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British Industrial History

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Wolseley: Hornet

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October 1931.
October 1931.
October 1931. Hornet.
October 1931. Hornet.
October 1931. Patrick Motors body on a Wolseley Hornet chassis.
September 1932. AEW Wolseley Hornet Special.
1932. Hornet. Exhibit at the Heritage Motor Centre.
October 1933. 8-hp model.
October 1933. 12-hp model.
October 1933. 12-hp model.
October 1933. Hornet Special Chassis.
May 1934.

Note: This is a sub-section of Wolseley: Cars

The Wolseley Hornet was a 6-cylinder 12 hp car which was offered as a saloon car, coupé and open two-seater as well as a chassis for bespoke coachwork.

It was produced by Wolseley Motors Limited from 1930 to 1936.

1930 the Hornet was unveiled to the public at the end of April 1930.

———


The Heinz 57 Wolseley Hornets were comissioned by H. J. Heinz Ltd as prizes in a Heinz competition. The car was a unique design, copyrighted by Heinz, and only 57 were made. The Heinz Hornets were all registered consecutively and can be recognised by having the LLH ---D registration plates. At present, only 21 have been identified.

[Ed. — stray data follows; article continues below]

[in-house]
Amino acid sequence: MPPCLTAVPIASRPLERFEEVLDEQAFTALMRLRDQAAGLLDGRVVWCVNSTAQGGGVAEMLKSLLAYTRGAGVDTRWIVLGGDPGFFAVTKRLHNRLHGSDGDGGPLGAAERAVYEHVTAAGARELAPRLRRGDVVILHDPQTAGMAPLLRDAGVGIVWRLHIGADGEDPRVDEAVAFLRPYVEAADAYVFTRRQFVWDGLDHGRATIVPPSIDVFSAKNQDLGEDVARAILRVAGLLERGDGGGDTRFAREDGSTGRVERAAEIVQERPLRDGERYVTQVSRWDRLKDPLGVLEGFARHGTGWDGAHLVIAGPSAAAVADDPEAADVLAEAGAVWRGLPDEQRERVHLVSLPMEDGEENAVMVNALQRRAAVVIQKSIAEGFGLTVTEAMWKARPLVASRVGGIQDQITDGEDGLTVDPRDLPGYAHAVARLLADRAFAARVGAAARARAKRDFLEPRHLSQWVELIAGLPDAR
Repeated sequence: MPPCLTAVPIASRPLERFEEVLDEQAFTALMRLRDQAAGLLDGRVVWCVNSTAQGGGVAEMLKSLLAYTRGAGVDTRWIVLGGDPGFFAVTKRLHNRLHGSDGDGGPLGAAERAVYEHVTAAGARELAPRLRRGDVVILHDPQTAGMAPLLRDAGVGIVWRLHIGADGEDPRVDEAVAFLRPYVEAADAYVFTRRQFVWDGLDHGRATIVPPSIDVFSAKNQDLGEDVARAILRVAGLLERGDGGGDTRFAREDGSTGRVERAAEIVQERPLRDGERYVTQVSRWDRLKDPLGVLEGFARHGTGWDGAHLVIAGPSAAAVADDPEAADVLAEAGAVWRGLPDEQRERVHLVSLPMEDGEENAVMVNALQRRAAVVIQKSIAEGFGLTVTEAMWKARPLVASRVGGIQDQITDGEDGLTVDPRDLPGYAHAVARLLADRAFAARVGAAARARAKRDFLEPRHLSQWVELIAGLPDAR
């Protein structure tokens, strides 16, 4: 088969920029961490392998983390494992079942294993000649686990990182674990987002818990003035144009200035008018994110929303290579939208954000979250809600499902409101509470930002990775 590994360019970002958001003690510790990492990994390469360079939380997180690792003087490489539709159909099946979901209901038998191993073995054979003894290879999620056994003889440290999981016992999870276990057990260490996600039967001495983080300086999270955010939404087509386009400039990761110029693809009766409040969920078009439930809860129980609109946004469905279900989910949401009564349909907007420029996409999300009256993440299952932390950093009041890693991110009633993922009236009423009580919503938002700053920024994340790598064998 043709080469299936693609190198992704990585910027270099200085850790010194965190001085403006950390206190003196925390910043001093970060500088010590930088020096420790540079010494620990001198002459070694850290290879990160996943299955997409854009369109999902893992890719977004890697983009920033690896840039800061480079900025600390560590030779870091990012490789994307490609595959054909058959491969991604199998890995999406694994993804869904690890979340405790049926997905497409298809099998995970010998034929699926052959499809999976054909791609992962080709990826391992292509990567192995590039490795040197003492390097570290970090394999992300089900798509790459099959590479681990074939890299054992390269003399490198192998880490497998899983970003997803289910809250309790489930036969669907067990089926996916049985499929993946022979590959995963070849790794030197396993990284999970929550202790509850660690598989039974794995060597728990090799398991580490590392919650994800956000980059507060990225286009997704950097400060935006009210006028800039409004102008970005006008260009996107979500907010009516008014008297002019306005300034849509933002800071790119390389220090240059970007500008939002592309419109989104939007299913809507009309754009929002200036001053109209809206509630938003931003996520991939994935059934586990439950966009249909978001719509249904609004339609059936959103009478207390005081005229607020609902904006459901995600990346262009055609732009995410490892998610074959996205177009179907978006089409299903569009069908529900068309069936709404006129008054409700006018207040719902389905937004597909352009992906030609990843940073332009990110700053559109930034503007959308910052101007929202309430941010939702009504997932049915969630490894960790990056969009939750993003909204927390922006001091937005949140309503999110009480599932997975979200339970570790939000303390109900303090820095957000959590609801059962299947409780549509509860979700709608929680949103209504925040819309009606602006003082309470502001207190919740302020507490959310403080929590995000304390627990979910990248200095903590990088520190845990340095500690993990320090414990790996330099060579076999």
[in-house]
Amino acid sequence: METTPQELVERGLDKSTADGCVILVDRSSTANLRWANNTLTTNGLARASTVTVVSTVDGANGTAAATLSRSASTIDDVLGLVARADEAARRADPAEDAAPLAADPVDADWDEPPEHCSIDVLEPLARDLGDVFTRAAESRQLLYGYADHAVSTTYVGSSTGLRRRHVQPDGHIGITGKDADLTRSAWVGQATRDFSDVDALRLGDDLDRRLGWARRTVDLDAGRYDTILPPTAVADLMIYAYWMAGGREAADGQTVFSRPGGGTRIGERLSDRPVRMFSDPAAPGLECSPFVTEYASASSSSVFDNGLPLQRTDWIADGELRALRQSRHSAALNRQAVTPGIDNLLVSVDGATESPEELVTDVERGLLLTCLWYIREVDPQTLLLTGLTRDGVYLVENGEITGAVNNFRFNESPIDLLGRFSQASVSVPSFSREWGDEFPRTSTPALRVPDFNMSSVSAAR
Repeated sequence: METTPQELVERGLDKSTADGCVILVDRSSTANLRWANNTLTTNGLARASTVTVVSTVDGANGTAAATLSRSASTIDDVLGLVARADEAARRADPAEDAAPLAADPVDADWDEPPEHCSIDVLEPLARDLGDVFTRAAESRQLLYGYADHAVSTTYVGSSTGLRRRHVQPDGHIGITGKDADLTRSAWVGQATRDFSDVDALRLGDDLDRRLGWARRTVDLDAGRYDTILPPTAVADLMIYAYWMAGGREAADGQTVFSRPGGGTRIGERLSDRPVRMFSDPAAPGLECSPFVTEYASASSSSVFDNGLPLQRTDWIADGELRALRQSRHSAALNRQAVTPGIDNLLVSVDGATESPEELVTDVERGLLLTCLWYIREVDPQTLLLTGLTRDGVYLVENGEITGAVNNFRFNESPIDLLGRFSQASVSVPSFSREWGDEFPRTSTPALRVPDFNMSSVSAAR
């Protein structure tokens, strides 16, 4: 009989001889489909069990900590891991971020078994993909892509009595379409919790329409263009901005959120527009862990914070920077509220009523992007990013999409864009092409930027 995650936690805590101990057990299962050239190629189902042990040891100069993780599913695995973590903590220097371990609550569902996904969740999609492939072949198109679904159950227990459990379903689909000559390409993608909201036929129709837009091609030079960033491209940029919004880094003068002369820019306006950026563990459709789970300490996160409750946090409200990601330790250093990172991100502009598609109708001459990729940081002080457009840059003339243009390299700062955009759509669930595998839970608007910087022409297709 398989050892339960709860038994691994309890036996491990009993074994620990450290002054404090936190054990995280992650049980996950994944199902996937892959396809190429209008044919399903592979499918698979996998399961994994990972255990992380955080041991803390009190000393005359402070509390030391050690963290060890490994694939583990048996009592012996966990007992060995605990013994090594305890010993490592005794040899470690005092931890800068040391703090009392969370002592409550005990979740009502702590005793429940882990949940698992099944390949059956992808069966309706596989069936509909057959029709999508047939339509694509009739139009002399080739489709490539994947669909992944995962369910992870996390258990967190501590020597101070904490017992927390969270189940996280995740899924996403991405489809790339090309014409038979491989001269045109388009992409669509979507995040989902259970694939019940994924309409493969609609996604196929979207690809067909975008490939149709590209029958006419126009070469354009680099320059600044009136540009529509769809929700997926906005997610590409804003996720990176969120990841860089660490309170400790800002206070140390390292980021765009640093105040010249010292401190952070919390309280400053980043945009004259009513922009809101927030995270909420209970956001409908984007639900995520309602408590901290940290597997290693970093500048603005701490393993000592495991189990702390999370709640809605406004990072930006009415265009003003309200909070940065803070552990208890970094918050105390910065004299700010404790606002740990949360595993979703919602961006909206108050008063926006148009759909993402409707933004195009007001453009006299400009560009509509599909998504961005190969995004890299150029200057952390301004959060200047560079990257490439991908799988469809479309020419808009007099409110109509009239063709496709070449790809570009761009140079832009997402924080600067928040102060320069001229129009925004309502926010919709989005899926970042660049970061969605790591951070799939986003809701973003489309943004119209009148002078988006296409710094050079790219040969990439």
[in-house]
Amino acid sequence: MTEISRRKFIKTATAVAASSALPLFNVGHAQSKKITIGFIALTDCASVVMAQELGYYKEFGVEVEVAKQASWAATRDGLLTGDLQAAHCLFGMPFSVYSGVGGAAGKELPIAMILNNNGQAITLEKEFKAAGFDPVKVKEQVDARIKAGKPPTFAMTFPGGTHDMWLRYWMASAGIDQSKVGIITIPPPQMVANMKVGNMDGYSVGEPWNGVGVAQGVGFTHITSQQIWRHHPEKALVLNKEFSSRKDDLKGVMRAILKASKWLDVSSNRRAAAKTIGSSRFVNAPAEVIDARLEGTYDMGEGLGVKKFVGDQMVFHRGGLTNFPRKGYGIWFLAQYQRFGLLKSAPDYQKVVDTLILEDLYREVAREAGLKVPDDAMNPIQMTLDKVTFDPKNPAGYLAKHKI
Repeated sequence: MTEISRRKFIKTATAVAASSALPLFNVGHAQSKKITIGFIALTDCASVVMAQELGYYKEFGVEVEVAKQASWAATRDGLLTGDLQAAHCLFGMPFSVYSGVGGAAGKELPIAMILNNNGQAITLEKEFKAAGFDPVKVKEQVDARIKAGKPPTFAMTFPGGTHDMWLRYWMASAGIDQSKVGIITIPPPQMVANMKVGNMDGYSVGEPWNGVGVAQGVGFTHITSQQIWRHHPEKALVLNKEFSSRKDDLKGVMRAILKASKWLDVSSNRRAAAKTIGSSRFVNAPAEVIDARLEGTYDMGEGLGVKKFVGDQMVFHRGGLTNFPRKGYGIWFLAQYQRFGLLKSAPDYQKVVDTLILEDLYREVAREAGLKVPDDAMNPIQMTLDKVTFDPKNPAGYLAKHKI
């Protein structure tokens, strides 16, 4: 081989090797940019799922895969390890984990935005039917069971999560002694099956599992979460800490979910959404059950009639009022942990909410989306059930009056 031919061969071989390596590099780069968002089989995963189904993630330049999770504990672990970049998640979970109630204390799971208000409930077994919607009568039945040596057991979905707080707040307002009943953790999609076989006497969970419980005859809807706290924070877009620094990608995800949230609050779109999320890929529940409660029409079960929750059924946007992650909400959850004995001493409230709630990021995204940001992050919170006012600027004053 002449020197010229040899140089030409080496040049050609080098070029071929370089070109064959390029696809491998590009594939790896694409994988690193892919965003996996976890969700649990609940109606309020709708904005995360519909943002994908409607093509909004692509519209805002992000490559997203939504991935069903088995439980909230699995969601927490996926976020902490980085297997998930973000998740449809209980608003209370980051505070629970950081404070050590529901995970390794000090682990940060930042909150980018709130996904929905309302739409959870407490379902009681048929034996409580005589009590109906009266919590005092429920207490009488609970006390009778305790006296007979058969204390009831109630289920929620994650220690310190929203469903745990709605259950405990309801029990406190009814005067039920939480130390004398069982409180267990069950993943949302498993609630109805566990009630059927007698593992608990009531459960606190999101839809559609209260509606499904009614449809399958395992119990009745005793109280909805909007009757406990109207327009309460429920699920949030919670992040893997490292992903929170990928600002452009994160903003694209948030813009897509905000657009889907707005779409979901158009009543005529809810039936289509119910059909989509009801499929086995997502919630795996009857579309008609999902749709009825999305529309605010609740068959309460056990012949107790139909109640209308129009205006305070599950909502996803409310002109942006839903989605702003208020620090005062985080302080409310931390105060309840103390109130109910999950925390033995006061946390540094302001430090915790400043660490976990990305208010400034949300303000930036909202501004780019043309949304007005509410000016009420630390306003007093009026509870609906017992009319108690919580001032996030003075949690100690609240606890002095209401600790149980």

The Heinz cars differed by being turned into full convertibles by Crayford Engineering in Westerham, Kent. Several accessories were added including insulated food cabinets, electric kettle, front and rear seat belts, a power point n the boot, a tartan rug, a Brexton picnic hamper, a radio and a built-in make tray, designed by Max Factor. You could even have your monogram on the doors.


In Brief - accurate from Oct 1933.[1]

  • Engine: Six-cylinders, o.h. cam-shaft: 57mm by 83mm = 1,271 c.c. tax £12, four-bearing crankshaft
  • Transmission: Single dry-plate clutch; four-speed synchromesh gearbox with free wheel; ratios 4.87, 7.75, 11.3 and 20.4 to 1; reverse, 20.4 to 1; open Hardy-Spicer propeller shaft; spiral bevel back axle.
  • Dimensions: Wheelbase, 7ft.11 ins; track, 3ft.9 ins; ground clearance 6 ins; turning circle, 38ft.
  • Manufacturers: Wolseley Motors (1927) Ltd., Ward End Birmingham.

See Also

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Sources of Information

  1. The Light Car and Cyclecar Magazine 06th October 1933
  • Wikipedia